January 28, 2021
Dear Commissioner Bishop,
Today (1/28/2021) marks the two-year anniversary of the first MPCA-hosted community meeting regarding Water Gremlin. During that first meeting, our community began to understand the extreme and profound pollution we were exposed to over a period of more than 17+ years. Shortly after this meeting, the Neighborhood Concerned Citizen’s group formed.
We are writing today to request that the major permit for Water Gremlin be finalized no later than May 15, 2021.
For 2 years, we have been told the public comment period for the new major permit is months away.
- First we were told it would open for public comment during the summer of 2019.
- Then fall of 2019.
- Then December 2019…January 2020 at the latest.
- Then October of 2020.
- Then January of 2021.
- Now we are told it will be late March/early April of 2021, if all goes well.
We have no reason to believe this will happen, regardless of the best intentions.
Following are four of the many reasons this permit should be finalized soon.
- Ensuring proper regulatory documentation. The stipulation agreement (that has since been referenced by many as a rush-to-judgement) was never intended to regulate Water Gremlin for 2+ years. There needs to be relevant, safe guidelines that manage how Water Gremlin operates and ensures Water Gremlin is held accountable for what they’re doing. While the new UV process sounds promising, we are watchful for the chemicals that will be introduced, the impact of those if mishandled and the introduction of particulate matter.
- A need to adhere to the new Risk Assessment Advice (RAA) for t-DCE. The MDH released new Risk Assessment Advice (RAA) for t-DCE in April of 2020—9 months ago. The new RAA from MDH dramatically reduced the guideline from 70mg per cubic meter down to 20mg per cubic meter. A reduction of three and a half times from the original RAA.
When new guidelines were issued, MPCA verbally requested that Water Gremlin reduce their use of t-DCE in accordance with the new RAA. Water Gremlin has yet to agree to the new RAA for t-DCE. And, while YTD use of t-DCE may look good at the moment, it’s important to recognize these numbers reflect months of shut down due to administrative orders and reduced operations due to COVID. The numbers are trending up; indicating production is ramping up. https://www.pca.state.mn.us/air/water-gremlin-air-monitoring
- Stopping what seems to be business strategy of delays that avoid regulation. Water Gremlin has a history of delay tactics, diversionary / non-compliant actions and failure to comply with regulatory actions/requests. These actions have the result of delaying the final permit as each one of these actions requires investigation and changes.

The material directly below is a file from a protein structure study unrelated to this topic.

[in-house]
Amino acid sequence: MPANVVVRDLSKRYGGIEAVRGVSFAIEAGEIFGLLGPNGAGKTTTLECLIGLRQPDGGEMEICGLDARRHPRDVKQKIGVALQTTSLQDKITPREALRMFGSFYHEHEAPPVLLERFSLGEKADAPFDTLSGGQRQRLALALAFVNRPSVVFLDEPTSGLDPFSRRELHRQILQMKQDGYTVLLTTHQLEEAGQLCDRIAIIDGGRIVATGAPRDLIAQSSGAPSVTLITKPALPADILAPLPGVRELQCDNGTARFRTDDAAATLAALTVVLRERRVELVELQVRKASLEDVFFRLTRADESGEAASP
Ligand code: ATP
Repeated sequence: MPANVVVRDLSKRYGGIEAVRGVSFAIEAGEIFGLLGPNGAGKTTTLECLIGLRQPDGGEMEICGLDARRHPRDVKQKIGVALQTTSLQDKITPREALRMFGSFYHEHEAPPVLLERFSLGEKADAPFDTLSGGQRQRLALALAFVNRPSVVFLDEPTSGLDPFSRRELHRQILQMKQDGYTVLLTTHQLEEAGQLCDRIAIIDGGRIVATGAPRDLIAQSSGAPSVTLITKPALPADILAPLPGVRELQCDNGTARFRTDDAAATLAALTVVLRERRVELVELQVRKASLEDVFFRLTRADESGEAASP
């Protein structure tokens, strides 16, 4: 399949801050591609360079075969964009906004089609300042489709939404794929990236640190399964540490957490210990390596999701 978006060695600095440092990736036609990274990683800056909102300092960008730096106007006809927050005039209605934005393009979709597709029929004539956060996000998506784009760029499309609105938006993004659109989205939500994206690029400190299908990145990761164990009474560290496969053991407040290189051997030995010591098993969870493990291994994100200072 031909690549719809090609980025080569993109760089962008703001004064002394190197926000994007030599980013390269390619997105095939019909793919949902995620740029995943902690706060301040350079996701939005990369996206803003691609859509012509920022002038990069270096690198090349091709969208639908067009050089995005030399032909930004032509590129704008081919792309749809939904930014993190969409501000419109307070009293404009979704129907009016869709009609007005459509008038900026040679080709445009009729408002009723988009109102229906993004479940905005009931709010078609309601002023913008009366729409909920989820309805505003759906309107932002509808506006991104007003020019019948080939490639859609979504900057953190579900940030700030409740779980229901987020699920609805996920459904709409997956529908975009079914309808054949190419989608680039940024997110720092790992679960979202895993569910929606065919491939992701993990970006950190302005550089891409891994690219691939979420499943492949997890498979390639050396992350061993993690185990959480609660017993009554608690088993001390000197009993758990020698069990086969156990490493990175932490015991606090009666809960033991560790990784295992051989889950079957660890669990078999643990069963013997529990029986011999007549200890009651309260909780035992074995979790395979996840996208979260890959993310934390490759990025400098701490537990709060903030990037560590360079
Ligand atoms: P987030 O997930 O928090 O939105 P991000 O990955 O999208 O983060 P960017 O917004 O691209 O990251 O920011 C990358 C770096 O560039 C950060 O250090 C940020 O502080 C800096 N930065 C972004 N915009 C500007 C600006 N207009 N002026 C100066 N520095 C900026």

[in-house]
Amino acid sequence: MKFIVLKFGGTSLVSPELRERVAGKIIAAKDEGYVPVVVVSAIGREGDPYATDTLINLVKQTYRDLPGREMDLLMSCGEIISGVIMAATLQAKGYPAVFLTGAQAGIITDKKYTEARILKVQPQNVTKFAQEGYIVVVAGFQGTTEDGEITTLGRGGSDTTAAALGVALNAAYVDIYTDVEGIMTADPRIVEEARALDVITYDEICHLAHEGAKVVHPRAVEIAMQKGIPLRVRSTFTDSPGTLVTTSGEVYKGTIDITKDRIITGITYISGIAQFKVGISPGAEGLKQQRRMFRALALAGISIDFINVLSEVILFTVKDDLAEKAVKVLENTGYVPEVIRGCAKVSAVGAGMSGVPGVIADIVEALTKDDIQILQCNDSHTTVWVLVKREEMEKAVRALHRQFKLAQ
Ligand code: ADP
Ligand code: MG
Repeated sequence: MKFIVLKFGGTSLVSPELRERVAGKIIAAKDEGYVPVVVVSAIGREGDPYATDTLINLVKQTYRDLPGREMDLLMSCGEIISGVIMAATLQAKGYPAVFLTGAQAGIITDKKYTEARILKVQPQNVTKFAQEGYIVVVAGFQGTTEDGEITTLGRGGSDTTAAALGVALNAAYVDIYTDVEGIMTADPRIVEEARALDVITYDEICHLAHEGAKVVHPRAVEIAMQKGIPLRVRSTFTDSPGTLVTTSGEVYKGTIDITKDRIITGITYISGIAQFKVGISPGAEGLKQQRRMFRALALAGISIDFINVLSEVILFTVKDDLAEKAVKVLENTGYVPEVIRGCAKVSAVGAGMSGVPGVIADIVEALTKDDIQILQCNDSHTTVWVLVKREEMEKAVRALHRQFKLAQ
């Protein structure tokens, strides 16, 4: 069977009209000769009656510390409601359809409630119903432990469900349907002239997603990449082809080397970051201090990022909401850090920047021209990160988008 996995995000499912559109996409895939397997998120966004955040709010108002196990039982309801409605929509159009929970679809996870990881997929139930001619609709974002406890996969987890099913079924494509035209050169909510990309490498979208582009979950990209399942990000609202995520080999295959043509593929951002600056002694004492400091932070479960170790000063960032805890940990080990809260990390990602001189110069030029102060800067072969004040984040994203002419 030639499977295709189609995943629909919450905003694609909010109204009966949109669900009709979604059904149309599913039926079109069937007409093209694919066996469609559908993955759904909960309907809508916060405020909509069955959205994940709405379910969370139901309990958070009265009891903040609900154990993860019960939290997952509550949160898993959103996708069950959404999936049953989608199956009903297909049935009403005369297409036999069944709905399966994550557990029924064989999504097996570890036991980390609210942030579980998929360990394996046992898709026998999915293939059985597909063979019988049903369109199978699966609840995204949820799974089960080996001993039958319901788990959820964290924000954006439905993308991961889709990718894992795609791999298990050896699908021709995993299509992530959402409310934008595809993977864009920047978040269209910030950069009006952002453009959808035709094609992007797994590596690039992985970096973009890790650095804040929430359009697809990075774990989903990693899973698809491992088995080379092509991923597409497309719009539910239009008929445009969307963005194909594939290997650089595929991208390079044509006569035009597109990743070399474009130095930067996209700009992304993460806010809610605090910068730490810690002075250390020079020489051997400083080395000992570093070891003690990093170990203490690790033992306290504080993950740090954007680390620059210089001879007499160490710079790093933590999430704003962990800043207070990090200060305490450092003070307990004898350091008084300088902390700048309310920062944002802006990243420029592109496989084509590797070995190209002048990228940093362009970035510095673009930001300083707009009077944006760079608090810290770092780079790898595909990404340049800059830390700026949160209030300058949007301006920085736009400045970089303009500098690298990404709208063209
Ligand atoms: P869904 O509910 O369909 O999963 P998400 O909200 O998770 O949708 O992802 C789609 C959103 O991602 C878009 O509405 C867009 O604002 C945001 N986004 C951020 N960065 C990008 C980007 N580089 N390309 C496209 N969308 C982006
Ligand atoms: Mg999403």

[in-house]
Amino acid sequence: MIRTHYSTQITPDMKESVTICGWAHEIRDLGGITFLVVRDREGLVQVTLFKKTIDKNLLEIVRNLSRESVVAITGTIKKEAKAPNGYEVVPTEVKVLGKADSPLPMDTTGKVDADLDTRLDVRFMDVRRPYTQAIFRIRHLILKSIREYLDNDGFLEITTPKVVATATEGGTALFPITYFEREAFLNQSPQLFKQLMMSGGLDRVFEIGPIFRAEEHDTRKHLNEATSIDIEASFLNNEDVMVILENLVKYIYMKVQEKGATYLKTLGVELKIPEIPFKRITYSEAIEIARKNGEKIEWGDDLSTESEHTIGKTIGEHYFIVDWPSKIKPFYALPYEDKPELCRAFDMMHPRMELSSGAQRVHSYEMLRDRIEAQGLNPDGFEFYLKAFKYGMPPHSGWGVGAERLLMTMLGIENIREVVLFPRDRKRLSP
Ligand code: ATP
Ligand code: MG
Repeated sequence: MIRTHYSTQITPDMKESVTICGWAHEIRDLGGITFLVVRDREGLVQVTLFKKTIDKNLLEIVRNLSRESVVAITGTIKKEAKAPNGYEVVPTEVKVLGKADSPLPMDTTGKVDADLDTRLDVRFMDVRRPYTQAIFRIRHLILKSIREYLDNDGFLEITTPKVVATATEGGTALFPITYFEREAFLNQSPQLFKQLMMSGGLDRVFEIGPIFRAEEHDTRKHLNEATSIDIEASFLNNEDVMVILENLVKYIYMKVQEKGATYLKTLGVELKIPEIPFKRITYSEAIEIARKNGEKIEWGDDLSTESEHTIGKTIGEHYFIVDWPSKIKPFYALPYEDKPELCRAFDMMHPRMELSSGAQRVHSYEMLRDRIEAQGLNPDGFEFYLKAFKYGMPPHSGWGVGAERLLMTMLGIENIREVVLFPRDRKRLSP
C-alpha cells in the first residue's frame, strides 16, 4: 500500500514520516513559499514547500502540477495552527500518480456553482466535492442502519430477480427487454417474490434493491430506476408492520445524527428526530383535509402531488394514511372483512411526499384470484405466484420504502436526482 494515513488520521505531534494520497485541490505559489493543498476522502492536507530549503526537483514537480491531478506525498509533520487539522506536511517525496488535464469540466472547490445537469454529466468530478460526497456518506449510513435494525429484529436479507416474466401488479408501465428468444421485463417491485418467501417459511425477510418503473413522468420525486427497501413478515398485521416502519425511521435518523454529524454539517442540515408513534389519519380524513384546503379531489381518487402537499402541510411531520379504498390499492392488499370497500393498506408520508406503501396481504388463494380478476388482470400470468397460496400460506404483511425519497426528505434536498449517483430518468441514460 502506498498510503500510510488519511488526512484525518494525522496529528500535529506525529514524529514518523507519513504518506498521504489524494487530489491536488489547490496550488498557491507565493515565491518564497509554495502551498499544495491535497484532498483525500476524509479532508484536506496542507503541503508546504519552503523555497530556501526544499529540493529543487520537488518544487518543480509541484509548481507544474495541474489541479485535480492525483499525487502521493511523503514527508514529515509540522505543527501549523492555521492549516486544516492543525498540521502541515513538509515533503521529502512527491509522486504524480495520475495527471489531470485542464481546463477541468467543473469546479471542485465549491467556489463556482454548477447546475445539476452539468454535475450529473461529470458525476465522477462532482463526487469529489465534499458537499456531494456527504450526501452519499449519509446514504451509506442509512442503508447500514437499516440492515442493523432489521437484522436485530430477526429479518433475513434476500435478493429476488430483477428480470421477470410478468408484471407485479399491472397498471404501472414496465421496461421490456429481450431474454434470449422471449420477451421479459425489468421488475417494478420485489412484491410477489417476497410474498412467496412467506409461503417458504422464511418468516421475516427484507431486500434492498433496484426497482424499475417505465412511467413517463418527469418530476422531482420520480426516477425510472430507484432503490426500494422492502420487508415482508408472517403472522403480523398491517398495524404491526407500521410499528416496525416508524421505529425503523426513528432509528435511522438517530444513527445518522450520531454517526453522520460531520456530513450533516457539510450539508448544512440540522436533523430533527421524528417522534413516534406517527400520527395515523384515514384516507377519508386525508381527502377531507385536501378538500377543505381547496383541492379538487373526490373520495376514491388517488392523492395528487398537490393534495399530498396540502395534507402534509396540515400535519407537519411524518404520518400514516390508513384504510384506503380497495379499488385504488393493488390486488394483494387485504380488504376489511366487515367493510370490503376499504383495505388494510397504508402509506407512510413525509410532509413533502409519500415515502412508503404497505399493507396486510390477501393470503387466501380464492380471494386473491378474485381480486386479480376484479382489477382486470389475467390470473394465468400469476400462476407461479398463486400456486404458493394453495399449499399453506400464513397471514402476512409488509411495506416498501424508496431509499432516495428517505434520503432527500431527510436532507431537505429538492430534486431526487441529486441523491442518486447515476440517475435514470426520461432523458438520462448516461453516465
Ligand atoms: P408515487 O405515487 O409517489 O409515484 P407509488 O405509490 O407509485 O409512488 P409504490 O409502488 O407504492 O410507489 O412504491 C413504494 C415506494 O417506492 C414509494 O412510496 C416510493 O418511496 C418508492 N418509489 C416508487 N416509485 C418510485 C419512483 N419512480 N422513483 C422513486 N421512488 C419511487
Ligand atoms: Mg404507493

Examples of these actions are outlined in the March 2019 Stipulation Agreement and in other regulatory actions/requests including two Administrative Orders. For the sake of brevity, we won’t list them all, you are well familiar with the documented examples.
Additionally, the community sees the request for the minor permit amendment this past fall as another example of what appears to be delay strategy. Work on the major permit was put on hold while the focus shifted to the minor permit amendment. To the community – it feels as though Water Gremlin is trying to wait us out – and then move forward with business as usual.
- Finite agency resources with competing priorities. The agency continues to dedicate significant resources to the management of Water Gremlin. Once the permit is finalized, the agency will be able to better deploy resources to other areas of need.
Finally, as you’re reading this, be thinking about this in terms of Environmental Justice and how communities ultimately get their interests heard and acted on. This is a case-study with two key take-aways. The first is how a community can have their voice heard and acted on. (Thank you for that.)
The second is how difficult it is for the community voice to be heard. The resources (including time, connections and experience) this community has leveraged into driving change and ensuring our voice is heard is difficult for most – particularly in the less affluent areas and/or with individuals that have very structured, hourly work schedules.
Delays such as what we are outlining in the Water Gremlin case cause extreme barriers and often result in the community simply giving up before actions are finalized. This diminishes community action to a brief headline – versus meaningful involvement and long-term, necessary change.
Thank you for listening and hearing us. We look forward to the permit being finalized and Water Gremlin and the White Bear area community no longer being a core focus of the MPCA.
The Neighborhood Concerned Citizens Group